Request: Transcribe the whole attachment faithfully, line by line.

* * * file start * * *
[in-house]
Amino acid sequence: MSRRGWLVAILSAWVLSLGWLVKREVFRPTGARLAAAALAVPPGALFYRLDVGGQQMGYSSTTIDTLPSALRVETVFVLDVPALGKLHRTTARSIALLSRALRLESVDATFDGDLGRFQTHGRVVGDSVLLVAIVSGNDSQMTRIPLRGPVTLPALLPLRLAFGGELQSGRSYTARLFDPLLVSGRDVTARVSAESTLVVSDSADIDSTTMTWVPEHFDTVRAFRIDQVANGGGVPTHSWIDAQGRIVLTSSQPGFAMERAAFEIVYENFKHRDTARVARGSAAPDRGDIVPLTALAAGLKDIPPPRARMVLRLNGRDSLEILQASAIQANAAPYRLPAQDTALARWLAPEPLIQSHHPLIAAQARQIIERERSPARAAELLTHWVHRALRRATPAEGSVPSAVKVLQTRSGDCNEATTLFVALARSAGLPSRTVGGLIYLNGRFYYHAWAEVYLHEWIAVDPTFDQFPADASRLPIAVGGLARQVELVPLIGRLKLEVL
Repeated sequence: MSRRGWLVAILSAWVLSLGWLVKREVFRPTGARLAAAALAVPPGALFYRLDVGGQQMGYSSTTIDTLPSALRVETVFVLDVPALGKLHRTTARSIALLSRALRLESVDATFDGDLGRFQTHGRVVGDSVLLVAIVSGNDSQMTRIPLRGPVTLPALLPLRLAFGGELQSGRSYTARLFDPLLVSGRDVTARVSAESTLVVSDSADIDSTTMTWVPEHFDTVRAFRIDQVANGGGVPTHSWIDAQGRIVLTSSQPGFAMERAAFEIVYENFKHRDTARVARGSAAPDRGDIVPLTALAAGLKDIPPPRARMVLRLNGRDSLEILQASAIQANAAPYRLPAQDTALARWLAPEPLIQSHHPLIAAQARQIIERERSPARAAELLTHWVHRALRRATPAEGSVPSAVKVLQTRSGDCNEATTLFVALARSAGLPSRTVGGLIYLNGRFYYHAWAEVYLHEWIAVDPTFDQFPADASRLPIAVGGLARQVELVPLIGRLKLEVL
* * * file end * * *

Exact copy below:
[in-house]
Amino acid sequence: MSRRGWLVAILSAWVLSLGWLVKREVFRPTGARLAAAALAVPPGALFYRLDVGGQQMGYSSTTIDTLPSALRVETVFVLDVPALGKLHRTTARSIALLSRALRLESVDATFDGDLGRFQTHGRVVGDSVLLVAIVSGNDSQMTRIPLRGPVTLPALLPLRLAFGGELQSGRSYTARLFDPLLVSGRDVTARVSAESTLVVSDSADIDSTTMTWVPEHFDTVRAFRIDQVANGGGVPTHSWIDAQGRIVLTSSQPGFAMERAAFEIVYENFKHRDTARVARGSAAPDRGDIVPLTALAAGLKDIPPPRARMVLRLNGRDSLEILQASAIQANAAPYRLPAQDTALARWLAPEPLIQSHHPLIAAQARQIIERERSPARAAELLTHWVHRALRRATPAEGSVPSAVKVLQTRSGDCNEATTLFVALARSAGLPSRTVGGLIYLNGRFYYHAWAEVYLHEWIAVDPTFDQFPADASRLPIAVGGLARQVELVPLIGRLKLEVL
Repeated sequence: MSRRGWLVAILSAWVLSLGWLVKREVFRPTGARLAAAALAVPPGALFYRLDVGGQQMGYSSTTIDTLPSALRVETVFVLDVPALGKLHRTTARSIALLSRALRLESVDATFDGDLGRFQTHGRVVGDSVLLVAIVSGNDSQMTRIPLRGPVTLPALLPLRLAFGGELQSGRSYTARLFDPLLVSGRDVTARVSAESTLVVSDSADIDSTTMTWVPEHFDTVRAFRIDQVANGGGVPTHSWIDAQGRIVLTSSQPGFAMERAAFEIVYENFKHRDTARVARGSAAPDRGDIVPLTALAAGLKDIPPPRARMVLRLNGRDSLEILQASAIQANAAPYRLPAQDTALARWLAPEPLIQSHHPLIAAQARQIIERERSPARAAELLTHWVHRALRRATPAEGSVPSAVKVLQTRSGDCNEATTLFVALARSAGLPSRTVGGLIYLNGRFYYHAWAEVYLHEWIAVDPTFDQFPADASRLPIAVGGLARQVELVPLIGRLKLEVL